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Beyond Silos Series – The Three Keys to Crack the Code of Collaboration

"Everybody wants to go to heaven, but nobody wants to die," says a song.  The same thing can be said about collaboration. Everybody wants more cooperation, but who is willing to question his/her ways to ensure greater collaboration? Not too long ago, I was told about a manager who hailed cooperation. He deplored his colleagues’ lack of collaboration, without realizing that he was perceived as being less than cooperative. As the old saying goes: “Hell is other people.”

Therefore, it is easier said than done to undo the silos and cooperate more. My experience and research have enabled me to identify three keys that are essential to crack the code of collaboration:

1. Value. Make collaboration a core value; not empty written or spoken words, but a value consistently reinforced by executives and managers. A value that is noticeable through attitudes, actions and decisions. For example, initiate regular meetings that involve people from several sectors and actively participate by making sure everyone is heard and by building consensus.

2. System. Relying on everyone’s good will to improve cooperation is to risk major disappointment. Too many valid reasons are invoked to justify a lack of collaboration (we’re too busy, it takes too long, it’s too complicated, we tried already, with them it doesn’t work, etc.). One key is to structure the collaborative efforts. It is helpful to set up goals, dashboards, committees, multidisciplinary teams, meetings held at regular intervals, indicators and mechanisms to:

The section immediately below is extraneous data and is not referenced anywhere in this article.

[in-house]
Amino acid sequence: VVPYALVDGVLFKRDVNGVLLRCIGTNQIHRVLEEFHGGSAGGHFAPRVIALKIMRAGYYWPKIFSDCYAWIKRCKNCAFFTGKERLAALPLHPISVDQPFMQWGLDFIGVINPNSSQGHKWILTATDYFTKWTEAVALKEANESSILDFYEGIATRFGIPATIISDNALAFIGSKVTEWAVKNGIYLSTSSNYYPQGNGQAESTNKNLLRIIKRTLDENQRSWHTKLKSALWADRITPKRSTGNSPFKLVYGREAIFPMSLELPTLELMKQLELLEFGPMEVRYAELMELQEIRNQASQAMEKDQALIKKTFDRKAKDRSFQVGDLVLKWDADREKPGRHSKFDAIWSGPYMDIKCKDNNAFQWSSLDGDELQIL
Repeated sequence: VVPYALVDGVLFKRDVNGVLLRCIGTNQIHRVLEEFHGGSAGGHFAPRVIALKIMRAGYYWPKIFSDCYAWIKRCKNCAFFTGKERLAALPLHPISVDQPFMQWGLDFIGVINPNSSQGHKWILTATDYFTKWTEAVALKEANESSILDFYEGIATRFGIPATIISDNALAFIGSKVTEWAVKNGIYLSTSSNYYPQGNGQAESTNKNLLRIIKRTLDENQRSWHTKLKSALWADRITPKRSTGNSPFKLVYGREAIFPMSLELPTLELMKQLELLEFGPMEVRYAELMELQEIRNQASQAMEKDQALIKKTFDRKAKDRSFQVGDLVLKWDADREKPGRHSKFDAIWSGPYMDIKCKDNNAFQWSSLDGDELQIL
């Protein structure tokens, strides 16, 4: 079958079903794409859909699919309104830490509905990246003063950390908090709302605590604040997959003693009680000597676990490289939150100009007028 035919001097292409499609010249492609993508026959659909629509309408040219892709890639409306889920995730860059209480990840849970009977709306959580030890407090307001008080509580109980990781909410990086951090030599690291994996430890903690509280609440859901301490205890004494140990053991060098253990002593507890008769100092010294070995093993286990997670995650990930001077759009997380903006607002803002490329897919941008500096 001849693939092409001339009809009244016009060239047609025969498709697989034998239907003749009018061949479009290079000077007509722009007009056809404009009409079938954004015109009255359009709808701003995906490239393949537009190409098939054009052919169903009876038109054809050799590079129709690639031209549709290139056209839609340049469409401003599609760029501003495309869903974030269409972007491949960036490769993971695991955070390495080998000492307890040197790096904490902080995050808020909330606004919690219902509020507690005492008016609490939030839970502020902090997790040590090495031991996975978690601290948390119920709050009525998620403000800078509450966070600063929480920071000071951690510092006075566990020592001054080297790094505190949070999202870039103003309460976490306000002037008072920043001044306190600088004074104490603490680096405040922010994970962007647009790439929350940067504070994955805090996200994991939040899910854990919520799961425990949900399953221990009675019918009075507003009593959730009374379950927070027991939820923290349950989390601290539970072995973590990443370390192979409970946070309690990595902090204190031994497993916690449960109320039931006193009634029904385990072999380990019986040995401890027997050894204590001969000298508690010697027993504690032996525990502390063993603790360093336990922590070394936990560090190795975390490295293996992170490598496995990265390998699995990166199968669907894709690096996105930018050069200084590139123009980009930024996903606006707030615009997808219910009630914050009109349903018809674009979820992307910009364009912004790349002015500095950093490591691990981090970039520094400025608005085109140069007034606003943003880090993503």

• Identify quickly problems, challenges and opportunities with the help of employees, customers and partners;
  • Translate these problems or opportunities into actions;
  • Escalate decision making rapidly to the appropriate hierarchical level;
  • Implement solutions and develop innovations that involve relevant stakeholders;
  • Organize meetings promoting collaborative work.

3. Skills. Wanting to collaborate is one thing.Whether people have the skills to initiate and support cooperation is a different matter. Who can say they have really learned or mastered the following skills:

  • Expressing their opinions and needs into words that encourage discussion;
  • Truly listening to someone else’s views;
  • Holding difficult conversations efficiently when disagreements arise and emotions run high;
  • Creating and supporting a communication climate;
  • Knowing how to explore new solutions designed to meet the mutual interests of stakeholders.

If silos and lack of cooperation are issues in your organization, assessing how these three keys apply to your situation is the first step. Then, it is a matter of "cooperating” to put in place measures that address the gaps identified.

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